The Social Security Administration (SSA) announced earlier this year that it would reopen its offices for most in-person functions after being closed for two years. The announcement in January said that the offices would open in late March or possibly in early April. However, the agency did not announce a specific date, leading to Sen. Susan Collins (R-Maine) to write a letter to SSA last week asking for a specific date that the offices would reopen.
Now, we have the reopening date. The SSA announced Monday that it will reopen on Thursday, April 7.
“I am pleased to announce that local Social Security offices will restore in-person services, including for people without an appointment, on April 7, 2022,” SSA acting commissioner Kilolo Kijakazi said in the Monday announcement.
The agency reiterated that online services and phone calls remain the “most convenient” ways to reach the agency even with the offices open again.
“To avoid waiting in line, I strongly encourage people, who can, to use our online services at www.socialsecurity.gov, call us, and schedule appointments in advance rather than walking in without an appointment,” Kijakazi said in the release. “Phone appointments can save you a trip to a busy office. I thank the public for your patience as we work to increase service.”
Those without appointments are allowed to show up, but SSA cautions that they will likely have longer wait times. The commissioner also noted that Social Security offices tend to be busiest first thing in the morning.
COVID-19 protocols will remain in place, including “masking, physical distancing, and self-health checks for COVID-19 symptoms.” Masks will be provided to those who want them.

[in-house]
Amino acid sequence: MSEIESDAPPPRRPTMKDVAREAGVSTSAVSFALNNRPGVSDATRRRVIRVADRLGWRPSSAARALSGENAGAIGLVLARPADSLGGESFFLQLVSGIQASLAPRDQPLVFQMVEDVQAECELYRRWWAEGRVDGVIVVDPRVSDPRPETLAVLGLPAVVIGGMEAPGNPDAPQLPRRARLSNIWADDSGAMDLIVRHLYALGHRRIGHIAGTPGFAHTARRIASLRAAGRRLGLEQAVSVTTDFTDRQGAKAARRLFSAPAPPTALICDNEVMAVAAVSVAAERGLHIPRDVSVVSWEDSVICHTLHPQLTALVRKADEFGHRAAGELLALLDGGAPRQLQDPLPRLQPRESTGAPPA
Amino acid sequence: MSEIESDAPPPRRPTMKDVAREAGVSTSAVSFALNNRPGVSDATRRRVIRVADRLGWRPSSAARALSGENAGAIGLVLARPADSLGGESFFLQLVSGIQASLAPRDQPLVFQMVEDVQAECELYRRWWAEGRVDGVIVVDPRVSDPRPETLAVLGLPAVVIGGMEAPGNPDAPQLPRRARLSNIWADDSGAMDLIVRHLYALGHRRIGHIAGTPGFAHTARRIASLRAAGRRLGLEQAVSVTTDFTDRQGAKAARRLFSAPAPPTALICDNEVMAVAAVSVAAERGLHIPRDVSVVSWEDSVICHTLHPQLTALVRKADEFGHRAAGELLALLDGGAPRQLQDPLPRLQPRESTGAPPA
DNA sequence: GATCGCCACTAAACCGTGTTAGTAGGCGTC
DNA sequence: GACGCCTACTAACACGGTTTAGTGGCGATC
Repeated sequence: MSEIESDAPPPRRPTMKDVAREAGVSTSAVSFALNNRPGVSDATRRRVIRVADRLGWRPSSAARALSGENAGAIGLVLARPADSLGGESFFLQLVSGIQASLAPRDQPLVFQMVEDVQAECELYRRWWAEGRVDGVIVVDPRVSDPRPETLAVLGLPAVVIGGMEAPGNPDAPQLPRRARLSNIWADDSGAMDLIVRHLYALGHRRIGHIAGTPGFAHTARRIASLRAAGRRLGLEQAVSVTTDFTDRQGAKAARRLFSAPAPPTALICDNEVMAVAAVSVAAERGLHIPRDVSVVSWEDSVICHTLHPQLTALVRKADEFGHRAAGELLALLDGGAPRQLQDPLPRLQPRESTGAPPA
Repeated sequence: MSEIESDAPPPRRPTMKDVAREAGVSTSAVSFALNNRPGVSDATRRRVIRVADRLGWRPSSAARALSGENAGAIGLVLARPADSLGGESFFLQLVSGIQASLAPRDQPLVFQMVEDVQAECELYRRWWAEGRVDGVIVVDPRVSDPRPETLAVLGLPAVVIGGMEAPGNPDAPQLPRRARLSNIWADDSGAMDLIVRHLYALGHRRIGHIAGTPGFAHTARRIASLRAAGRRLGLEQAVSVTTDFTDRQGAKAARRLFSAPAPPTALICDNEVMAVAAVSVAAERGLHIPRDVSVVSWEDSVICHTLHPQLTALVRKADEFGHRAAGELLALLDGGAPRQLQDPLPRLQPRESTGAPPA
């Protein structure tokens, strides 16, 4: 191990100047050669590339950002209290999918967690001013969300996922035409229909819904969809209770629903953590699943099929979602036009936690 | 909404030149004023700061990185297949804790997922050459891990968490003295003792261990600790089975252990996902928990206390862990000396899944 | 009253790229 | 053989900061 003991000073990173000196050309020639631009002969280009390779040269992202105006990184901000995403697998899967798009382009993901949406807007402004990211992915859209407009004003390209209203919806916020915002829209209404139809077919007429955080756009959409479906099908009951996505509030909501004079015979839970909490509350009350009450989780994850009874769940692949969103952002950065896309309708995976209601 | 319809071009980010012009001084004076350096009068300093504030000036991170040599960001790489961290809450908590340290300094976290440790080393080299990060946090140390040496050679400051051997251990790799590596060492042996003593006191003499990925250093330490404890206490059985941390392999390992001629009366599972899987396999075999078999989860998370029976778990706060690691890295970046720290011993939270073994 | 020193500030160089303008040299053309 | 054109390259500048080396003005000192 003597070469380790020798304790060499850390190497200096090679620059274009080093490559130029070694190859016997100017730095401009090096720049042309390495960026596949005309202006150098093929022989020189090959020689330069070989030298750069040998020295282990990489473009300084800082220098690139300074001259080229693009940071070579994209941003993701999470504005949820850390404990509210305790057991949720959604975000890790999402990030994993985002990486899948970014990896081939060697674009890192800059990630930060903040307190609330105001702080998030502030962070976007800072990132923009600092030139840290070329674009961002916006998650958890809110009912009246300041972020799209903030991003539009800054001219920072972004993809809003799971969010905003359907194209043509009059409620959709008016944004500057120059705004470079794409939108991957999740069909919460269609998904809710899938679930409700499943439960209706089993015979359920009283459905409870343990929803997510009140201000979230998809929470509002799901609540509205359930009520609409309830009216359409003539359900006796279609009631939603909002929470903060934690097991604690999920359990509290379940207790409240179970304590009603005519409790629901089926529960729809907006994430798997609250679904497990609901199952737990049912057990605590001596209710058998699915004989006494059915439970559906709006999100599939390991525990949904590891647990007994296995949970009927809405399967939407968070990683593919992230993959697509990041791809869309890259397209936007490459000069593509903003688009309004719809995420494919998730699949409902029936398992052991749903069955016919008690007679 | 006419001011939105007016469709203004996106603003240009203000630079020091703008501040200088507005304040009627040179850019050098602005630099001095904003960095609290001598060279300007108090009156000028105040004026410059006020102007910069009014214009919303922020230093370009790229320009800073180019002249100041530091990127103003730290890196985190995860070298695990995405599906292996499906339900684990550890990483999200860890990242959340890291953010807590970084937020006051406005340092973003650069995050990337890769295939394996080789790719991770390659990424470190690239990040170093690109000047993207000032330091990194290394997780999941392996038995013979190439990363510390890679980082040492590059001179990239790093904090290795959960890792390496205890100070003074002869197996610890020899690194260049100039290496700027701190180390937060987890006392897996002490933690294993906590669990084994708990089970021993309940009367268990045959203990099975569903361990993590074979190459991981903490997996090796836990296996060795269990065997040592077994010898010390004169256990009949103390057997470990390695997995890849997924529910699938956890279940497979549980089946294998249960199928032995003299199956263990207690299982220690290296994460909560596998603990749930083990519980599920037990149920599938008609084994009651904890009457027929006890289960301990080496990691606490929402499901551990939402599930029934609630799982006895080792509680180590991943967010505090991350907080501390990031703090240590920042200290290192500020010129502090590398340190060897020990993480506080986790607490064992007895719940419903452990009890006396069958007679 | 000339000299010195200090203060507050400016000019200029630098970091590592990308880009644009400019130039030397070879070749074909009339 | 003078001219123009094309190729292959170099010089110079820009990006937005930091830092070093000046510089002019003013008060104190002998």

“We have also implemented office-to-office support as well as brought recently retired employees back to assist the public,” Kijakazi added. “We thank the many interested stakeholders including the Department of Health and Human Services Administration for Community Living and national advocacy organizations for your help.”
A solicitation for help from ex-employees had been spotted by Federal News Network last month. Those who take up SSA on the offer will get a dual compensation waiver, meaning that retired employees will continue to receive their retirement annuity even if they return to work.
The agency also warned of long wait times on the phone.
“As we transition to a new modern phone system, some people may experience a busy signal or be unintentionally disconnected from their call,” the release said. “We sincerely regret this disruption and recommend people call when our National 800 Number may be less busy, such as before 10 a.m. or after 4 p.m. local time or later in the week. Like our offices, our waits are generally shorter later in the month”
Stephen Silver, a technology writer for The National Interest, is a journalist, essayist and film critic, who is also a contributor to The Philadelphia Inquirer, Philly Voice, Philadelphia Weekly, the Jewish Telegraphic Agency, Living Life Fearless, Backstage magazine, Broad Street Review and Splice Today. The co-founder of the Philadelphia Film Critics Circle, Stephen lives in suburban Philadelphia with his wife and two sons. Follow him on Twitter at @StephenSilver.